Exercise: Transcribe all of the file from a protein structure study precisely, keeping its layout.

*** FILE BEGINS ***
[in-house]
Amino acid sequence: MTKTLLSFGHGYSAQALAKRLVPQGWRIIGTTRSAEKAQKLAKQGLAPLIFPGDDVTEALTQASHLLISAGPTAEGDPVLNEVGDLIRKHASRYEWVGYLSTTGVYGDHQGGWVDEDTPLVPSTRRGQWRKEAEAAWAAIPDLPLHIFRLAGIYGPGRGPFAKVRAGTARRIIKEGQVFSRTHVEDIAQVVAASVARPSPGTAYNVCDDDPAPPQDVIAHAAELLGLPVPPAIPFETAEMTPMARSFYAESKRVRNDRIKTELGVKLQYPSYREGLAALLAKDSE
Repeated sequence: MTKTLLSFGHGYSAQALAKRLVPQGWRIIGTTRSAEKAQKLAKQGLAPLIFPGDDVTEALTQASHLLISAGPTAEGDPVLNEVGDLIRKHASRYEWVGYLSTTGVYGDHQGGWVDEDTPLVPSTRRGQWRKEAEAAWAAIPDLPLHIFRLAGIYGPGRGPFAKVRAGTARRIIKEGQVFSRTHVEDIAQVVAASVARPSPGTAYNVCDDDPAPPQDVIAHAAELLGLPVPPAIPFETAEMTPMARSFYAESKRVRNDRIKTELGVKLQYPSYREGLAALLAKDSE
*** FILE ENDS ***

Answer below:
[in-house]
Amino acid sequence: MTKTLLSFGHGYSAQALAKRLVPQGWRIIGTTRSAEKAQKLAKQGLAPLIFPGDDVTEALTQASHLLISAGPTAEGDPVLNEVGDLIRKHASRYEWVGYLSTTGVYGDHQGGWVDEDTPLVPSTRRGQWRKEAEAAWAAIPDLPLHIFRLAGIYGPGRGPFAKVRAGTARRIIKEGQVFSRTHVEDIAQVVAASVARPSPGTAYNVCDDDPAPPQDVIAHAAELLGLPVPPAIPFETAEMTPMARSFYAESKRVRNDRIKTELGVKLQYPSYREGLAALLAKDSE
Repeated sequence: MTKTLLSFGHGYSAQALAKRLVPQGWRIIGTTRSAEKAQKLAKQGLAPLIFPGDDVTEALTQASHLLISAGPTAEGDPVLNEVGDLIRKHASRYEWVGYLSTTGVYGDHQGGWVDEDTPLVPSTRRGQWRKEAEAAWAAIPDLPLHIFRLAGIYGPGRGPFAKVRAGTARRIIKEGQVFSRTHVEDIAQVVAASVARPSPGTAYNVCDDDPAPPQDVIAHAAELLGLPVPPAIPFETAEMTPMARSFYAESKRVRNDRIKTELGVKLQYPSYREGLAALLAKDSE